App development for the front-end web developer

February 20th, 2018

If you’re a front-end web developer that has an idea or two for a mobile app, but you’re not quite sure how to build out an app? Take a look into Adobe Phonegap. Adobe Phonegap allows you to build mobile apps using languages you already know. Namely HTML/CSS/JS. With the cool thing being, you are able to release your app across all mobile platforms, not just for iPhone or Android.

Getting started is pretty simple. You’ll need a subscription to Adobe CC (about $54 a month), a git repo (I use bitbucket since it allows private repos for free) and, if you want to develop for iOS, an Apple Developer license ($99 per year). Next, download Adobe Phonegap’s desktop app, which will allow you to use/setup Adobe’s framework. Then place all your assets within the “www/” folder and you’re off to the races. At that point it’s just like developing a website. Outside of your assets in the “www/”, the files you’ll need to edit are the “config.xml” and the icons and splash screen artwork, located within the”www/res/…” folders.

The config.xml file includes all the app settings and is what you’ll use to request access to specific phone functions/features (i.e. access to the users camera, data, contacts, etc.), if needed. For my first app, I didn’t need any of these things so I just stripped out all the requests and just updated the app name, description and version #. And you’ll probably get annoyed with the slow fade of the splash screen. If you do, you’ll need to add a line to turn that off, “<preference name=”FadeSplashScreen” value=”false”/>”.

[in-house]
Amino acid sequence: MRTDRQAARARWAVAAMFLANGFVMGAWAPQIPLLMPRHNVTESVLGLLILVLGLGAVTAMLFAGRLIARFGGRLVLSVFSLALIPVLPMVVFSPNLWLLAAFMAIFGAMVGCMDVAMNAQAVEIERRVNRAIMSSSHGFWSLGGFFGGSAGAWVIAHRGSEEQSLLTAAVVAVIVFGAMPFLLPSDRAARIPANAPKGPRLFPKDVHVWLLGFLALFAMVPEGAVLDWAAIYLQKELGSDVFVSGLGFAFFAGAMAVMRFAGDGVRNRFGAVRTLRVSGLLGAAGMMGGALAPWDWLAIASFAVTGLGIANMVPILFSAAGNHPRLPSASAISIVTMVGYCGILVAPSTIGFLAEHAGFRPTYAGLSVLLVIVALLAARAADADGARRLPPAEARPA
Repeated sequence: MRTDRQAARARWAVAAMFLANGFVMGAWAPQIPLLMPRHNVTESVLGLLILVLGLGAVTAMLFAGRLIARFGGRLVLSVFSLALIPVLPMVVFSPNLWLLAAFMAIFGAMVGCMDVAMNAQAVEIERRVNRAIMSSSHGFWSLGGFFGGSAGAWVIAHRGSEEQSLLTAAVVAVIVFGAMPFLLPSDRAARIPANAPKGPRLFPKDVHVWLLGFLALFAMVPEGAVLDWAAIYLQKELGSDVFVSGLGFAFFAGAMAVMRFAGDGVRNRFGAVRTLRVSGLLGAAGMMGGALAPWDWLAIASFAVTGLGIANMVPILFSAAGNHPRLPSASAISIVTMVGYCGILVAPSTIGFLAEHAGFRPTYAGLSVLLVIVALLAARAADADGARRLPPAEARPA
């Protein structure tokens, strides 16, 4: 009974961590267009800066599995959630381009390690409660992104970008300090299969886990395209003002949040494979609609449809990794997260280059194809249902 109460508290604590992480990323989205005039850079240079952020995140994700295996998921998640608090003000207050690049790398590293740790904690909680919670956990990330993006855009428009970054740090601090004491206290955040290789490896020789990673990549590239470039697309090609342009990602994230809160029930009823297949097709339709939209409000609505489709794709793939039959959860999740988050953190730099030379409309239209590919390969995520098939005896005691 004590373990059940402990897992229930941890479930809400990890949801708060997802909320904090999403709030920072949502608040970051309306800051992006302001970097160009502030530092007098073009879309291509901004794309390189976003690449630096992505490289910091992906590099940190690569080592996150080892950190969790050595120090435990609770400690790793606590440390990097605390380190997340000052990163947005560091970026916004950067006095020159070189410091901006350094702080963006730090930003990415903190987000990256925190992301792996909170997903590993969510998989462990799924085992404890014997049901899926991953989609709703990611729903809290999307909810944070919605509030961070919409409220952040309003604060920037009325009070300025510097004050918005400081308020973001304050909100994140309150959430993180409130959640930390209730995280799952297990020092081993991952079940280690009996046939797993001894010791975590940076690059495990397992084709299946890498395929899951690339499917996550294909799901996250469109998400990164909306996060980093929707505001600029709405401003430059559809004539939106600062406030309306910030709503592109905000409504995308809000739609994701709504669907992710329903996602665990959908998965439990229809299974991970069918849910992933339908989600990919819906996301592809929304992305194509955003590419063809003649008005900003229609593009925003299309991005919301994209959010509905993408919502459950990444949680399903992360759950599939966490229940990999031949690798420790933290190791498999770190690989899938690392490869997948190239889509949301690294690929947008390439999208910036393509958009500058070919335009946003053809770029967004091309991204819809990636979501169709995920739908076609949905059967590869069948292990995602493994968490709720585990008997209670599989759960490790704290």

To update the default icons and splash screens you simply need to update the images with your own artwork, otherwise your app will include the default icons provided by Phonegap. To make things easy for your app icon, create one icon, that is 260px x 260px, and upload to a site like this one. This will, in turn, generate all the icon sizes you need for both iPhone and Android. As for the splash pages I copied the sizes of each and created each one individually and replaced the corresponding one as they were created.

Once you’ve completed development and you’re ready to test/upload packages for submission to app stores. Commit your code to your git repo, grab the url of said repo and head on over to Here you will set up you’re app and the repo url is needed to pull in your code. And in order to develop for iOS you will need to have .p12 and provisioning profile to proceed, which you can find how to do that here. After that you can test on any mobile device, no UDID required, or download the necessaries to upload to the respective app stores.

Stay tuned for more in-depth posts on how to use PhoneGap and if you’re curious what apps I’ve created using Phonegap, see below.

Euchre Point Counter –

Board Game Point Counter –


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